The label was also a signal to the regime’s proxies. Every public event organised by Memorial now faced disruption by hired hecklers. The most notorious incident took place in 2016, when thugs from the Kremlin-backed “National Liberation Movement” disrupted the annual prize-giving ceremony for essay competition winners. They hurled abuse at arriving high school students and sprayed noxious cleaning fluid into the face of one of the judges, the renowned novelist Lyudmila Ulitskaya.

No less sinister was the prosecution of several leading Memorial activists on fabricated criminal charges. Yurii Dmitriev, the distinguished historian and head of the Karelia branch, is now serving a 13-year prison sentence for sexual assault after a series of farcical trials that earned international condemnation.

There’s a clear connection between the outlawing of Memorial and Putin’s invasion of Ukraine two months later. Speaking at the court hearing that ordered Memorial’s liquidation in December 2021, the prosecutor accused Memorial of “making us repent for the Soviet past”.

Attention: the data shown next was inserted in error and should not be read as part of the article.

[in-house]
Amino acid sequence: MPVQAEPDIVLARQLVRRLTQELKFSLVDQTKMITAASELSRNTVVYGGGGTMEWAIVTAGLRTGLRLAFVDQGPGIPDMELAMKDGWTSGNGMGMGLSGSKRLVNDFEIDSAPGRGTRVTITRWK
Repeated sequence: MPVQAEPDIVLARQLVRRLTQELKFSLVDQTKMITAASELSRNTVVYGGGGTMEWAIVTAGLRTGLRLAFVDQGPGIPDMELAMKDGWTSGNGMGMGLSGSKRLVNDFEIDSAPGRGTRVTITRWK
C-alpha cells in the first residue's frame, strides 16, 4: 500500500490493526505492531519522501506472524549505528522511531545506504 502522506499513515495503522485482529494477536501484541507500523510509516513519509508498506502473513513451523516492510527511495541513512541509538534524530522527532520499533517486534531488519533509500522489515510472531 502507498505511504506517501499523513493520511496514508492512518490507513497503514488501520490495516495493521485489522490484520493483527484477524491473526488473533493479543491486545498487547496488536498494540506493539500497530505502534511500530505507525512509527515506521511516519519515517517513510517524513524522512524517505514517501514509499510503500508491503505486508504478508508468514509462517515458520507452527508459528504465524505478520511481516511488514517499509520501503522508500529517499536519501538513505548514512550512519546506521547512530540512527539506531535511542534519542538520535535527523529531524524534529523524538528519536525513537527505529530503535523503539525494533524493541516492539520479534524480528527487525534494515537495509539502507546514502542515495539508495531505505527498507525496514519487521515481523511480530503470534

As long as Memorial was drawing attention to the horrors of that past – the lacerated lives, mass killings, and deportations of entire nations – it was a potent barrier to the kind of genocidal war Russia is waging in Ukraine.

Yet it was easier to ban an organisation than to destroy the ideals it represents. Even in Russia’s increasingly totalitarian environment, the people of Memorial have continued to oppose war and defend human rights.

By honouring Memorial’s struggles and sacrifices, the Nobel Committee reminds us that Putin’s claims to speak in the name of an entire culture are a lie. It reminds us to listen to the voices of the persecuted and to be aware of humane possibilities in Russian society that will outlive the dictator and his despotism.